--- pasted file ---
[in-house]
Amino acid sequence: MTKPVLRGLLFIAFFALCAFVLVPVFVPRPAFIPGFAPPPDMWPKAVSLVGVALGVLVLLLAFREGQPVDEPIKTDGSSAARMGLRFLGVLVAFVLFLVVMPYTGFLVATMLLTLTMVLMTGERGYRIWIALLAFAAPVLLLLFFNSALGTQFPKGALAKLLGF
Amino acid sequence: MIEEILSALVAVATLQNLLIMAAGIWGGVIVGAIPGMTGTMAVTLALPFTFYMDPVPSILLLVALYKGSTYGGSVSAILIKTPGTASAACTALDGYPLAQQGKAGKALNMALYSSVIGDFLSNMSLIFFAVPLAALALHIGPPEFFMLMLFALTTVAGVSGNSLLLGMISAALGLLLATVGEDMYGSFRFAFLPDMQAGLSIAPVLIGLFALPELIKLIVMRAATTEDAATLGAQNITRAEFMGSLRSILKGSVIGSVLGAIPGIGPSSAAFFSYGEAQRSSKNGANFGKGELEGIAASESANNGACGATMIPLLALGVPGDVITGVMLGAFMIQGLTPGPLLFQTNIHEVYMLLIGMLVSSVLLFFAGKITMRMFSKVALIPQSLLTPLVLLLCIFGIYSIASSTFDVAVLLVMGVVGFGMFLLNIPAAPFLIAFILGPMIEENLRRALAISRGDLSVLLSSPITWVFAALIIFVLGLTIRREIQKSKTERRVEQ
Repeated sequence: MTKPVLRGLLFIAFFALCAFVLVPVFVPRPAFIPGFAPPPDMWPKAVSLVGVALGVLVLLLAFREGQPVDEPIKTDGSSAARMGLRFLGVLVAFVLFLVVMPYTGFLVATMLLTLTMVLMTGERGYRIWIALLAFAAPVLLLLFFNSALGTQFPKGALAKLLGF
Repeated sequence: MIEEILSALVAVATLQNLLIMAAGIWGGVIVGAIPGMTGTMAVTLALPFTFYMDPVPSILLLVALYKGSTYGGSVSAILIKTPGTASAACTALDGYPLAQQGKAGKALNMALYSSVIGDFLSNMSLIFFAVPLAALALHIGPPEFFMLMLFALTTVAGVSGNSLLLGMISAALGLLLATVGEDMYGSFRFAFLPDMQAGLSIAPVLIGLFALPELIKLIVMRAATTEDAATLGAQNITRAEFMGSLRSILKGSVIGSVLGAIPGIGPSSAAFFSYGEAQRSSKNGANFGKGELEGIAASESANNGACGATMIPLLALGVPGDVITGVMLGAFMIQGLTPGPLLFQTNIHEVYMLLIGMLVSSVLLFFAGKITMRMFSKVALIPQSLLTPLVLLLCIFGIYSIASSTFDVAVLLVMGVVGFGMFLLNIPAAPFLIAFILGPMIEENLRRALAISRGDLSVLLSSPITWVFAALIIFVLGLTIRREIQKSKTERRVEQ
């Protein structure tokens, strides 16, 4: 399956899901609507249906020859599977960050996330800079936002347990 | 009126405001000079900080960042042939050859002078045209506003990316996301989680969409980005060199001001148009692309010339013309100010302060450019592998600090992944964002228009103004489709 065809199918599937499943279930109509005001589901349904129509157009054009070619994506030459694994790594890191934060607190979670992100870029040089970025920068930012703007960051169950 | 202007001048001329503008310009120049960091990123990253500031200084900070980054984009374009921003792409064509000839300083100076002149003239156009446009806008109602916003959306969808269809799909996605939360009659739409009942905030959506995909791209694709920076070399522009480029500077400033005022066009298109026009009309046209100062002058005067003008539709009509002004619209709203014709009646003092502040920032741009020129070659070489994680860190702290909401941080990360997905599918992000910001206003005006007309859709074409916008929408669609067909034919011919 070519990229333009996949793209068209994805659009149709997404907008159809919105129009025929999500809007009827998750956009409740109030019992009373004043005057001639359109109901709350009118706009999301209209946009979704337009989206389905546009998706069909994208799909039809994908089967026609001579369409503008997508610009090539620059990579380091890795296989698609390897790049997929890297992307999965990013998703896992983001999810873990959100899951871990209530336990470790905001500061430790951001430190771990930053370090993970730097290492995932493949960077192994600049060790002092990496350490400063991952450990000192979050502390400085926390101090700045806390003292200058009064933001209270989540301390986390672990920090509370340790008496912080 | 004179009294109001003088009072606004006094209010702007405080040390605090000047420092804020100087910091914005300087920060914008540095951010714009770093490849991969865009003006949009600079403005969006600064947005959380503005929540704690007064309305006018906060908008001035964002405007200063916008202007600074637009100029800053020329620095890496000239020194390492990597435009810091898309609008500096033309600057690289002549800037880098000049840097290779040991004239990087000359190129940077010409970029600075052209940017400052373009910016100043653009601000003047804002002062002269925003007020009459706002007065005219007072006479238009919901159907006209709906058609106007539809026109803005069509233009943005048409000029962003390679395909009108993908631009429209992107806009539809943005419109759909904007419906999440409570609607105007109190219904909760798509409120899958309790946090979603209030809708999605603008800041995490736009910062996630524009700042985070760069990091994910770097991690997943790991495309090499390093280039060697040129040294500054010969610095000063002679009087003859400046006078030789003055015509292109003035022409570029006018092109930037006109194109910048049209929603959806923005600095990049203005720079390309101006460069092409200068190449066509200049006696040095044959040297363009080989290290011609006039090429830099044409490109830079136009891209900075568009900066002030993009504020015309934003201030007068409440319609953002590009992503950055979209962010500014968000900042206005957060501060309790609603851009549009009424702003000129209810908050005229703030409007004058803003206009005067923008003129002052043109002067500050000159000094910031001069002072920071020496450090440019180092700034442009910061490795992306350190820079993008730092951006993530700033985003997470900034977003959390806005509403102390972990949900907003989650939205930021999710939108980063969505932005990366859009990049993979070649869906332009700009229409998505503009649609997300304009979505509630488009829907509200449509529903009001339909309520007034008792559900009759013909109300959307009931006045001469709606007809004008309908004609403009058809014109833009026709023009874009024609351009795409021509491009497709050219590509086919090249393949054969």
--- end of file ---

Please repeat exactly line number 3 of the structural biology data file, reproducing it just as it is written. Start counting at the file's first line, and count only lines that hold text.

Amino acid sequence: MIEEILSALVAVATLQNLLIMAAGIWGGVIVGAIPGMTGTMAVTLALPFTFYMDPVPSILLLVALYKGSTYGGSVSAILIKTPGTASAACTALDGYPLAQQGKAGKALNMALYSSVIGDFLSNMSLIFFAVPLAALALHIGPPEFFMLMLFALTTVAGVSGNSLLLGMISAALGLLLATVGEDMYGSFRFAFLPDMQAGLSIAPVLIGLFALPELIKLIVMRAATTEDAATLGAQNITRAEFMGSLRSILKGSVIGSVLGAIPGIGPSSAAFFSYGEAQRSSKNGANFGKGELEGIAASESANNGACGATMIPLLALGVPGDVITGVMLGAFMIQGLTPGPLLFQTNIHEVYMLLIGMLVSSVLLFFAGKITMRMFSKVALIPQSLLTPLVLLLCIFGIYSIASSTFDVAVLLVMGVVGFGMFLLNIPAAPFLIAFILGPMIEENLRRALAISRGDLSVLLSSPITWVFAALIIFVLGLTIRREIQKSKTERRVEQ